David isn’t trapped by one of his many political rivals.  He’s trapped in his head by the reality of his past.   Internal voices remind him of

  • things he wishes he could forget
  • things he wishes he hadn’t done
  • damage he can’t undo
  • exactly who said what about him

He’s caught in a tangled web of deceit, intrigue, remorse, regret, guilt and shame.  Parts of the web seem to be of his own making.

David’s attackers aren’t lying in wait for him somewhere out there.  They’re lurking in the corners of his mind.  Waiting to pounce.  The voices taunt and mock him:

Just who do you think you are?  King David the Great?

David knows exactly who he is.  At least he thinks he does.  He knows himself far better than his enemies out there could ever know him.  Even if they don’t get all the facts precisely right, they still have plenty of reasons to call him out.

So King David takes a huge risk.  He lifts up his soul to the Lord.  He places his trust in God.  And then he waits.

While he waits, he talks–incessantly!

  • He tells God his worst fears.  All this waiting might be for nothing, and I’ll look like a fool!
  • He asks God to teach him, lead him, show him what to do next!
  • He reminds God that he’s waiting. . . patiently.
  • He urges God not to remember him according to the sins of his youth, but to remember him according to God’s steadfast love and mercy which are far older than David is!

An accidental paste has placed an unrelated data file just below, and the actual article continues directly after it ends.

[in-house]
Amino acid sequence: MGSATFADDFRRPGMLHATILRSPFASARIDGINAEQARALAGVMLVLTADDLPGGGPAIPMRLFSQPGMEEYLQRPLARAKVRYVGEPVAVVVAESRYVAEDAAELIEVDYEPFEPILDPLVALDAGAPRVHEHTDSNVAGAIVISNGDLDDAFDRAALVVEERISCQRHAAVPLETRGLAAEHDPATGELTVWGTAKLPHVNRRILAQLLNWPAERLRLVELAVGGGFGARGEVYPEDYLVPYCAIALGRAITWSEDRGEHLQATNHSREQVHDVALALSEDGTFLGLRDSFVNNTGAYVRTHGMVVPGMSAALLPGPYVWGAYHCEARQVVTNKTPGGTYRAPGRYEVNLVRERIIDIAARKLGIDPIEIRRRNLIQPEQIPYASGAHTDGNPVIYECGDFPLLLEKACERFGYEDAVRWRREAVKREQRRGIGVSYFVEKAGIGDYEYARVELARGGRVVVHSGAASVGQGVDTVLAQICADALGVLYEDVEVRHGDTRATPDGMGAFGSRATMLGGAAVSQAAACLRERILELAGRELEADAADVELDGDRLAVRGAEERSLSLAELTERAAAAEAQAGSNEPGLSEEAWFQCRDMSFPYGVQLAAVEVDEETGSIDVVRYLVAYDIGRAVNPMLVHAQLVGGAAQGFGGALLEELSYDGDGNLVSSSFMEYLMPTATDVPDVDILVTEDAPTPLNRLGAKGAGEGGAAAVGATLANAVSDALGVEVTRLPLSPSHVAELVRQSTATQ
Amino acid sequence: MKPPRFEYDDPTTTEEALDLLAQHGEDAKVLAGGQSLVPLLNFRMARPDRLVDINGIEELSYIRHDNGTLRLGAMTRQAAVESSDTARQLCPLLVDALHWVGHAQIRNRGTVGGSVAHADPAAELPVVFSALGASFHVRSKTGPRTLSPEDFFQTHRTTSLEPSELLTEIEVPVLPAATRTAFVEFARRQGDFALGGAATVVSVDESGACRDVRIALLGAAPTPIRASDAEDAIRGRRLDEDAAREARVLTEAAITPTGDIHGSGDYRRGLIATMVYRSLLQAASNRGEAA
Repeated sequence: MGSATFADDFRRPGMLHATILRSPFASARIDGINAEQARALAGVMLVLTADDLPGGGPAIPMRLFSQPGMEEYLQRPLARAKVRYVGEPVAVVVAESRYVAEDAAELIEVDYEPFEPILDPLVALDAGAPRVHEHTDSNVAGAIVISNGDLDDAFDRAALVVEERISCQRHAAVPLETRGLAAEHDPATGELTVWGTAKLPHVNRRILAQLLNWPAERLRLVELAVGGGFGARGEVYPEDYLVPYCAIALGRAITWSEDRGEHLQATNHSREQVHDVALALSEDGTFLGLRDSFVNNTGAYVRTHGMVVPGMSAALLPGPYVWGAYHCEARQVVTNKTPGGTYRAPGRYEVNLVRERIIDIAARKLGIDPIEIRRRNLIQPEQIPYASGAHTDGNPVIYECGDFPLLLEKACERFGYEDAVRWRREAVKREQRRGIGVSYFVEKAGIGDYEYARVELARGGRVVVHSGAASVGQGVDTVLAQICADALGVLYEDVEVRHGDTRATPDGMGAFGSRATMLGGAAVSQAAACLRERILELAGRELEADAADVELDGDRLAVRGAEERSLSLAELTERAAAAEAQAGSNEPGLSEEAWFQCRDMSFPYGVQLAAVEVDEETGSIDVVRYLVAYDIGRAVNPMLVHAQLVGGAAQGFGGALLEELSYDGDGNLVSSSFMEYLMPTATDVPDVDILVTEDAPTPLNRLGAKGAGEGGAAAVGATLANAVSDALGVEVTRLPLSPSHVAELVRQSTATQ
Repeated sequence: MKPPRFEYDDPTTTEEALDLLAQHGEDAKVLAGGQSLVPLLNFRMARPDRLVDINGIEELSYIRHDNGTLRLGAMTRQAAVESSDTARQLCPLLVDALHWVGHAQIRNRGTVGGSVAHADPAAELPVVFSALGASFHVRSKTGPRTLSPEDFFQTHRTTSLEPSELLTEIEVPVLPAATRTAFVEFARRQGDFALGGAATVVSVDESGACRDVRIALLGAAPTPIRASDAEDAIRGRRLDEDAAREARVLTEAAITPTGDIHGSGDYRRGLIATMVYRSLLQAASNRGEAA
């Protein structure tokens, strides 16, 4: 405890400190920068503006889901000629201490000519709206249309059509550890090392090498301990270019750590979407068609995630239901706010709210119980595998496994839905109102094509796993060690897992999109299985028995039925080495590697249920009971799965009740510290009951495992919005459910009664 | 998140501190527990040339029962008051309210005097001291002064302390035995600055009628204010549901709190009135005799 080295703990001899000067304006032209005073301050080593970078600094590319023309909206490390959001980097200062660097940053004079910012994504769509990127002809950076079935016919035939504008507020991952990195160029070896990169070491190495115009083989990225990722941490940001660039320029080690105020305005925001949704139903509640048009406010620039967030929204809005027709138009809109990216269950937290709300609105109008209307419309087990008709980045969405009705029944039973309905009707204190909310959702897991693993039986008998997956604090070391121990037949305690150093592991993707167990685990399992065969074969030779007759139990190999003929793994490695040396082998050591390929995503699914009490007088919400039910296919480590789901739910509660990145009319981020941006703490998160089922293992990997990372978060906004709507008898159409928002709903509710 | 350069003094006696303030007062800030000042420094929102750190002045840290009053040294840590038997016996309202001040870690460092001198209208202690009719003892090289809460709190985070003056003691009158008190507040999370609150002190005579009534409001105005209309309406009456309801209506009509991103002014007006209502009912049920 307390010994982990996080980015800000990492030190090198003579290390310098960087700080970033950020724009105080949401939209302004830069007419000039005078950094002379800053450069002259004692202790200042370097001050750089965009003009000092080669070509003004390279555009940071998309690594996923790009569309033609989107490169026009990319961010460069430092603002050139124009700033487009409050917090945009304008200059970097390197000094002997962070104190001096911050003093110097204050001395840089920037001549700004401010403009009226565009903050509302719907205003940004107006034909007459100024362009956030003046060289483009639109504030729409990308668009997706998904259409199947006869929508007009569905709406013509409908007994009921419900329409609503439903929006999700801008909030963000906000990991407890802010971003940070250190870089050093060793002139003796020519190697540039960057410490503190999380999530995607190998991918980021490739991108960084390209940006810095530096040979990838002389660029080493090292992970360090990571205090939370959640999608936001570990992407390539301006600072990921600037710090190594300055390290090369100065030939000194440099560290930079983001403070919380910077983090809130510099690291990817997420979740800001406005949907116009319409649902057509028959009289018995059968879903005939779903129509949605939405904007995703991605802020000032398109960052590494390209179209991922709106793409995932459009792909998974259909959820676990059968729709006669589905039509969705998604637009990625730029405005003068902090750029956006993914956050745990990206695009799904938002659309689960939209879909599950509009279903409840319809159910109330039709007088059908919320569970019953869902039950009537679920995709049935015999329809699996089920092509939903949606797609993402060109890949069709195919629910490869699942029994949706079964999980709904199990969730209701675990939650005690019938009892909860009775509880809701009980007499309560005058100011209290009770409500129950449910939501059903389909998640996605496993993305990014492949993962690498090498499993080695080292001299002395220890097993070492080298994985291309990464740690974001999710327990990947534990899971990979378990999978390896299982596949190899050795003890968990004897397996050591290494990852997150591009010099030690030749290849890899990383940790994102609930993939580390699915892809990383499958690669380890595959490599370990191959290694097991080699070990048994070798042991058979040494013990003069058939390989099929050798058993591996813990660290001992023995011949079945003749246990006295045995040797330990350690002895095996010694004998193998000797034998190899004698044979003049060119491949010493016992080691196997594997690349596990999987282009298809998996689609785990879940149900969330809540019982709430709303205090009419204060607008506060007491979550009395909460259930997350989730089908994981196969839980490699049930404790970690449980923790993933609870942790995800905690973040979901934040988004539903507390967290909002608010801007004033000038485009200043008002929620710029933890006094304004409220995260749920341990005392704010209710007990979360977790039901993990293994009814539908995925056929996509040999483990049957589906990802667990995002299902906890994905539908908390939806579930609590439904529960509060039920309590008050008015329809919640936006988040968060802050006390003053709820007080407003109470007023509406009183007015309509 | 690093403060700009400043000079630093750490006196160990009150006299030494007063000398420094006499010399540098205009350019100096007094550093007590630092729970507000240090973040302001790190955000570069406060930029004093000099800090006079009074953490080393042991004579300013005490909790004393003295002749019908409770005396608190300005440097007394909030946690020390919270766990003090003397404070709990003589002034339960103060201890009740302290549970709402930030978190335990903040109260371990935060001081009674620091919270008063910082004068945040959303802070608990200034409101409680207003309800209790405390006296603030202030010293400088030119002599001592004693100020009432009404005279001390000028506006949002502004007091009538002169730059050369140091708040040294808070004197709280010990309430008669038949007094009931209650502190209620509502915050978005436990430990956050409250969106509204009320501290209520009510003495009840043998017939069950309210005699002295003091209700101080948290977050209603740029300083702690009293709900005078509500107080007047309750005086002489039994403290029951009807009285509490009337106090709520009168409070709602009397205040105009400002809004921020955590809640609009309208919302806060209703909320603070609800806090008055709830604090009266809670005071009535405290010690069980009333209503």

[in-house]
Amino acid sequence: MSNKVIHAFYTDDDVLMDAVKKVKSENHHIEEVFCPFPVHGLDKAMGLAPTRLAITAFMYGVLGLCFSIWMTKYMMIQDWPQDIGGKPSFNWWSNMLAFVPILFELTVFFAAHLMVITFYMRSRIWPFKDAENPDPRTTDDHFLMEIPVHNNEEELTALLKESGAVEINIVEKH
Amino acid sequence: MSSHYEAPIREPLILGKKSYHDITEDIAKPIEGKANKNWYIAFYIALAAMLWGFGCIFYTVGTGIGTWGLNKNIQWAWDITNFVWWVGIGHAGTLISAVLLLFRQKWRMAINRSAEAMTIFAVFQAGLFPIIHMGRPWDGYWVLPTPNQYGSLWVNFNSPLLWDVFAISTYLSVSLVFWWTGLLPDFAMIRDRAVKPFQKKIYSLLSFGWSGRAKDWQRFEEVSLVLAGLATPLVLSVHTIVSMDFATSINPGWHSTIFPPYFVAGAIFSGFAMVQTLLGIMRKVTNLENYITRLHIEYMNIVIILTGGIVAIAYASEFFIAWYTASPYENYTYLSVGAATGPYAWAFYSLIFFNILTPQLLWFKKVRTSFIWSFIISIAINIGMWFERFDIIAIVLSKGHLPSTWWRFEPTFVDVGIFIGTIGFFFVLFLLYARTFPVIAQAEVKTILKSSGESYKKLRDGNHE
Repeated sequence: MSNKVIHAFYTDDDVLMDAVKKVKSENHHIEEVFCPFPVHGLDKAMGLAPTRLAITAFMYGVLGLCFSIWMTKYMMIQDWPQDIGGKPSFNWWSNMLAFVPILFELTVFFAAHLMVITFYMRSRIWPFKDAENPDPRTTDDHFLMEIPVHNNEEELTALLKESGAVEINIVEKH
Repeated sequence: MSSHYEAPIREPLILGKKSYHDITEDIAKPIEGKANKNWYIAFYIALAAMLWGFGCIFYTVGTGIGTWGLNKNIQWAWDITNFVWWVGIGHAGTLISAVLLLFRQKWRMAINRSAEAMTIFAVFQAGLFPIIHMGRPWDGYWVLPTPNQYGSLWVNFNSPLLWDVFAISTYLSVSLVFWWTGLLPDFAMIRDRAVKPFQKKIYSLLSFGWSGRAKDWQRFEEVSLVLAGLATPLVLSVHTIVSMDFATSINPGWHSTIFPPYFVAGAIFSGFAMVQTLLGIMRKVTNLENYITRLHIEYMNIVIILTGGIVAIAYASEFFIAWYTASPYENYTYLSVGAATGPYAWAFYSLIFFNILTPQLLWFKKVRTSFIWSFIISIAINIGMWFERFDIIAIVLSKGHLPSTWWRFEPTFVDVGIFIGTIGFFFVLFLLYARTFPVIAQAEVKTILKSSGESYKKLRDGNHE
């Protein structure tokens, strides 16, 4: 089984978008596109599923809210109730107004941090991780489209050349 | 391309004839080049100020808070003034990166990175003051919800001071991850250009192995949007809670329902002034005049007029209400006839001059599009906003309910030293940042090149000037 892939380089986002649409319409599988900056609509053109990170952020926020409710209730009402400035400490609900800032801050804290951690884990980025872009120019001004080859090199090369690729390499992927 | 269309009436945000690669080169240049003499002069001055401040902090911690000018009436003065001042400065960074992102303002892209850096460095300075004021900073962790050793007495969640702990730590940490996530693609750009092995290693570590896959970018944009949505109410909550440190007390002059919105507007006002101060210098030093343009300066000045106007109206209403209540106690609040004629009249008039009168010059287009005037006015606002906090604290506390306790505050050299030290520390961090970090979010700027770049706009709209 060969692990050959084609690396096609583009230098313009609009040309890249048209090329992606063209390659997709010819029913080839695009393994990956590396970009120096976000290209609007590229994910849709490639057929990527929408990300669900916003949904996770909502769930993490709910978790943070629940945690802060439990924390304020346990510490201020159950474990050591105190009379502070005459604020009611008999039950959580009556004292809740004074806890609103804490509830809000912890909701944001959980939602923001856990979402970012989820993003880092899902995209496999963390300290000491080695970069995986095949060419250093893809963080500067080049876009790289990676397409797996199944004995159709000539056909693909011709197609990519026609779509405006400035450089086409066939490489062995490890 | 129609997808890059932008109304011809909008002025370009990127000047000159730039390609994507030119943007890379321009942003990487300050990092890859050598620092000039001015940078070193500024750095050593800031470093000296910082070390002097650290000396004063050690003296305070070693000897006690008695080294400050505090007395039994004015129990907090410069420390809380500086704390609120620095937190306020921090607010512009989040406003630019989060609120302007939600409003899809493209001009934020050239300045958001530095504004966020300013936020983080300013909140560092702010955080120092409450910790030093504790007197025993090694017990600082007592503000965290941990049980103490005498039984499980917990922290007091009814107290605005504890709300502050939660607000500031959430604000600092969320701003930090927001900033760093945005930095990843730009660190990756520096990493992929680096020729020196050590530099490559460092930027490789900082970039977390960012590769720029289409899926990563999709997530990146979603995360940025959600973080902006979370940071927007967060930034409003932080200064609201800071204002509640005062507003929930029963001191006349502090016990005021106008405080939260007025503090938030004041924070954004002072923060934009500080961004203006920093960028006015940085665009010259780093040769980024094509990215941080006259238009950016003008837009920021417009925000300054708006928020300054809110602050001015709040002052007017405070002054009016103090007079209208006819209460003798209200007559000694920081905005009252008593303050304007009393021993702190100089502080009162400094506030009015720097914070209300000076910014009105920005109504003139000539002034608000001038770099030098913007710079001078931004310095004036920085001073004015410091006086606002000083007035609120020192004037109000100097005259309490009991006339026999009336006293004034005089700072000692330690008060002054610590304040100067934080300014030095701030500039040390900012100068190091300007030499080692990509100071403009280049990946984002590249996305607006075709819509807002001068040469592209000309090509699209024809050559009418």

• He reminds God that God’s good name is at stake here, not just David’s peace of mind.
  • He asks for God’s mercy (for the second time).
  • He talks about what God is famous for:  showing the humble what to do next, leading them in steadfast love and faithfulness.
  • He asks God to pardon his great guilt.  (Another plea for mercy!)
  • He describes how faithful God is to those who turn toward God.
  • He assures God that his own eyes are turned toward God.  (Just in case You didn’t notice…)
  • He asks God to turn to him, and tells God how lonely and afflicted he feels right now.  (He can’t emphasize this enough!)
  • He asks God to forgive all his sins.  (Not just the little sins. . .)
  • He directs God’s attention to those many foes who would love to see him (David) put down.  (Time is wasting!  Look, God, Your reputation is at stake too!)
  • And just in case God forgot, he reminds God that he’s still waiting!

So what’s going on in this Psalm?  I’m struck first by several things David doesn’t do in this Psalm.